Occidental’s music program among top 20 in nation, only liberal arts college on list

The courtyard of the Booth building at Occidental College. Friday, April, 5, 2019. Molly Kauffman/The Occidental

The music department at Occidental is among the top 20 music programs in the nation, according to an article published by Billboard March 25. According to music department chair and professor David Kasunic, Occidental is the only liberal arts college on the list, a result of its unique location in Los Angeles and the recently introduced music production major.

“We will offer the skill sets and the training through our being in Los Angeles and through our alumni network, through internships, through bringing people from Los Angeles just down the road to campus to be part of our program,” Kasunic said. “So it’s really threading our curriculum to the surrounding city and to have more of the DNA of our music program look like the DNA of Los Angeles.”

The program’s location allows it to bring professionals from the music industry to campus, according to music production professor Jongnic Bontemps. Bontemps — who has worked with rapper Nas and singer Erykah Badu — said Los Angeles is a place where musicians in the prime of their career are able to teach while still actively pursuing their career. Introduction to Songwriting (MUSC 252) is currently taught by professional singer Ramona Gonzalez, otherwise known as Nite Jewel, who graduated from Occidental in 2009. The department also brought bassist Esperanza Spalding to perform in Thorne Hall Feb. 2018 and honored her as the Hume Fellow in the Performing Arts for 2018.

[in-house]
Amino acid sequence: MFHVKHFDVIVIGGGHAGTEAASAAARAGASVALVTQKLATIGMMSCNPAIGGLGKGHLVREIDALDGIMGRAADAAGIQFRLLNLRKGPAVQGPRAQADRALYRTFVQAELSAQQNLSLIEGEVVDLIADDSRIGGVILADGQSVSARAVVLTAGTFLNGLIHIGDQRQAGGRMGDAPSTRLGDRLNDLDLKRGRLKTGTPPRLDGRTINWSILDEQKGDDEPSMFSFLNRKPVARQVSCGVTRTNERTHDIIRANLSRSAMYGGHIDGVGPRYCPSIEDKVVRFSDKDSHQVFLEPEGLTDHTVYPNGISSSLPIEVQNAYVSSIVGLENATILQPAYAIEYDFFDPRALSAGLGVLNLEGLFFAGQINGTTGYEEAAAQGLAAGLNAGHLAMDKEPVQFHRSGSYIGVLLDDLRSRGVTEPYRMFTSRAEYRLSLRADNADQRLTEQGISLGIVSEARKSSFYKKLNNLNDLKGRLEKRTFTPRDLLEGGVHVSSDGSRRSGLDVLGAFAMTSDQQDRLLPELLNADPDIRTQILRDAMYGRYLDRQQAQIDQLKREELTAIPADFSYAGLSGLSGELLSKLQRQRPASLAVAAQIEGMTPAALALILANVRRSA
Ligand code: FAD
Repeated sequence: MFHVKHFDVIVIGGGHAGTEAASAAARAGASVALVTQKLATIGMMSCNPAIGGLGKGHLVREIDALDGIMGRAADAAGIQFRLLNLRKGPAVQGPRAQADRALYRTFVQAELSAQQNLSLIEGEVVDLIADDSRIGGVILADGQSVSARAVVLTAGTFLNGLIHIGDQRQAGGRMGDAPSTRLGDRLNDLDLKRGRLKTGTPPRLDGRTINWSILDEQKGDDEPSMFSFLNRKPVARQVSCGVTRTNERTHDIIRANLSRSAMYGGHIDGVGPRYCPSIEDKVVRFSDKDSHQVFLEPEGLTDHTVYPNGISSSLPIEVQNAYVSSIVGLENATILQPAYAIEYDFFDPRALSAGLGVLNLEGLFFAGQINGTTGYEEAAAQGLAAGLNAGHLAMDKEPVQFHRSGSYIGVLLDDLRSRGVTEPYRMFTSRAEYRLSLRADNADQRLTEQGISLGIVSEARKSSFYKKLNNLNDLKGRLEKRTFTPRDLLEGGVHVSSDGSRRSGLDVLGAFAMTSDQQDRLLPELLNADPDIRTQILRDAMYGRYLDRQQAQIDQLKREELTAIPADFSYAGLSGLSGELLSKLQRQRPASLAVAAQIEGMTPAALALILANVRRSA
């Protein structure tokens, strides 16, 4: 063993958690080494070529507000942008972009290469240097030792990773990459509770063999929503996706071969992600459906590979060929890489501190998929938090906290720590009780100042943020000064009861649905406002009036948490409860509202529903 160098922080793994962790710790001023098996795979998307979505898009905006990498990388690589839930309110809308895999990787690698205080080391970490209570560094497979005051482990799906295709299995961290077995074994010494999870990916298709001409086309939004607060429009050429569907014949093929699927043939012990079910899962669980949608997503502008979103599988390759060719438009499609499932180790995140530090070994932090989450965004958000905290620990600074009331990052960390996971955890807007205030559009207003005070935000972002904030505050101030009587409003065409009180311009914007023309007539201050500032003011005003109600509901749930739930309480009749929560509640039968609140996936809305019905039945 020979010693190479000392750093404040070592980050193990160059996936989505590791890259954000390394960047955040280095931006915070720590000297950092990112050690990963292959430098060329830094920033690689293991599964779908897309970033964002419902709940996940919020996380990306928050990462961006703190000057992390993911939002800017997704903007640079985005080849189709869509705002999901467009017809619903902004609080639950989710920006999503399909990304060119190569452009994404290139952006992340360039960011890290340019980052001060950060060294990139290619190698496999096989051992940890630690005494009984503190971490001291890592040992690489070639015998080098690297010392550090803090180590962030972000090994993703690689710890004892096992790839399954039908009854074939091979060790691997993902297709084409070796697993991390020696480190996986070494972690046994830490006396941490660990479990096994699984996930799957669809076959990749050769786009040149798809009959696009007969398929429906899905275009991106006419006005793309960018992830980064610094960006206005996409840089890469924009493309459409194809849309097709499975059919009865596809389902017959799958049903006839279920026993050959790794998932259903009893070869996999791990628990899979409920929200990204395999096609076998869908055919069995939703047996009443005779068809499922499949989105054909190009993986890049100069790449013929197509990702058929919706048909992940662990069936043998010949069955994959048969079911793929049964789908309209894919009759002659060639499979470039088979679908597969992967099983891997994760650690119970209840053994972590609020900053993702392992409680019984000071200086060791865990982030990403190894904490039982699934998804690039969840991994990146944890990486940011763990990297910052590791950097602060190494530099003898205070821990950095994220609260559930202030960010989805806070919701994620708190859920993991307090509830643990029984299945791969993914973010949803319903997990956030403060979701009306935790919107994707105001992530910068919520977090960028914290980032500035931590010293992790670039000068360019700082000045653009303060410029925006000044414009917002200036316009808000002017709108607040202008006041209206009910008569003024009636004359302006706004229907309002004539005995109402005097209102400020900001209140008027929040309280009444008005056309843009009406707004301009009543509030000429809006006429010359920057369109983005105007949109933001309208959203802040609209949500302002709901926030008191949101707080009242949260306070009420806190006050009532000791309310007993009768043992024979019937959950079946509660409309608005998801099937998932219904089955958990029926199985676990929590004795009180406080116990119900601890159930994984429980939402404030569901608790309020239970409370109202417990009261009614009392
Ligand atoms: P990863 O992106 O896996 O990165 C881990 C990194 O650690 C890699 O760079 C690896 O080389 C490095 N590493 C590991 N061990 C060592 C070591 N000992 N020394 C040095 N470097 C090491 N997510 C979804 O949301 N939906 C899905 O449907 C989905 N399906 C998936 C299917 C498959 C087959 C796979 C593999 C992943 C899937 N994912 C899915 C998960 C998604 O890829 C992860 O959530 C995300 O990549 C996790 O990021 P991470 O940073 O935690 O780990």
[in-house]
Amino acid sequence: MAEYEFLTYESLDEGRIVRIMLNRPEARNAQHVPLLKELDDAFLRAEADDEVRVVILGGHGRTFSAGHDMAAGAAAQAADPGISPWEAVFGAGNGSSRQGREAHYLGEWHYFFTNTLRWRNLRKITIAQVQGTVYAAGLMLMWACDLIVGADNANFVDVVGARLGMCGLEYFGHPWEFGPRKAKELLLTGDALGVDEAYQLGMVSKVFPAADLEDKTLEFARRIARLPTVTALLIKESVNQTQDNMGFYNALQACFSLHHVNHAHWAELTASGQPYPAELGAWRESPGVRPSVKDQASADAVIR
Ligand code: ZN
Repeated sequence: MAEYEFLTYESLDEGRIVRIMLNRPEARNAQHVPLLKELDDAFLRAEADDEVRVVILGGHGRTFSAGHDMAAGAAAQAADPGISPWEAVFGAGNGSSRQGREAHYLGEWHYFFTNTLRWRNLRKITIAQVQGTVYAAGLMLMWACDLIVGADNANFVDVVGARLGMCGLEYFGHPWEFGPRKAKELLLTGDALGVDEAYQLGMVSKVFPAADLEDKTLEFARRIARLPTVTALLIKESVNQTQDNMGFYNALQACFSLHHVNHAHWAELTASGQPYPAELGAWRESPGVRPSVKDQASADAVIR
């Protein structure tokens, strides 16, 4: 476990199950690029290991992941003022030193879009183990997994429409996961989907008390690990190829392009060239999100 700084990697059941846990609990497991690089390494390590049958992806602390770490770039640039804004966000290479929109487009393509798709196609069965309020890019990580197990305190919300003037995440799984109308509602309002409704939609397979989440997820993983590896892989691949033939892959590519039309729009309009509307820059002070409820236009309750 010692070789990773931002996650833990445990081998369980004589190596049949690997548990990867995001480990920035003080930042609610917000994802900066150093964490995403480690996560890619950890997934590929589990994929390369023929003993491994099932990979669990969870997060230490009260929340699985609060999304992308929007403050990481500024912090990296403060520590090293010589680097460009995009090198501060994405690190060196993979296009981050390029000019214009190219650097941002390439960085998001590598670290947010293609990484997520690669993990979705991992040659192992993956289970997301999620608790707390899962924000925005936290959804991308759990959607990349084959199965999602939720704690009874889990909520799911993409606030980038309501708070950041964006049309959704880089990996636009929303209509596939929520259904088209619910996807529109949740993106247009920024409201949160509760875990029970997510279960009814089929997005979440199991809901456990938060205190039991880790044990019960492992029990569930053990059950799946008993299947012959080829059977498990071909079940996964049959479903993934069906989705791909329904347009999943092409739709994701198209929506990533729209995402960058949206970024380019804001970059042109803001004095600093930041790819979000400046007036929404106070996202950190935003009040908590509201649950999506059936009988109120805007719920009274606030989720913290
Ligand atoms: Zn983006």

“The ability to have the studios, producers, record labels, and then on top of that, industries that consume music — the movie studios that are here, the TV studios, they’re all here,” Bontemps said. “So there’s a vibrant music community at every single level, whether it’s the indie artists or the film composers. We have the full gamut here. And students are able to participate in that culture, just by the location.”

Kasunic said the department received a grant from the Mellon Foundation to have a speaker series on music production and brought Ludwig Göransson to campus, the composer who won Best Original Score for “Black Panther” at the 2019 Academy Awards. Göransson has also produced music for Childish Gambino, such as “Redbone” from Gambino’s 2016 album “Awaken My Love.”

Professor Adam Schoenberg, who was nominated for a Grammy in 2017 for Best Contemporary Classic Composition, said film composer Thomas Newman spoke at the college a few years ago. Newman scored “Skyfall, “and is behind the soundtrack for films such as “Finding Nemo,” “Finding Dory” and “The Shawshank Redemption.”

“There’s just so much more access to all things industry-related that you wouldn’t really get elsewhere,” Schoenberg said.

The introduction of a major path specifically for music production has played a significant role in strengthening the music department, according to Bontemps. Within this path, students are able to learn traditional elements of music and apply them to music production, a more contemporary discipline.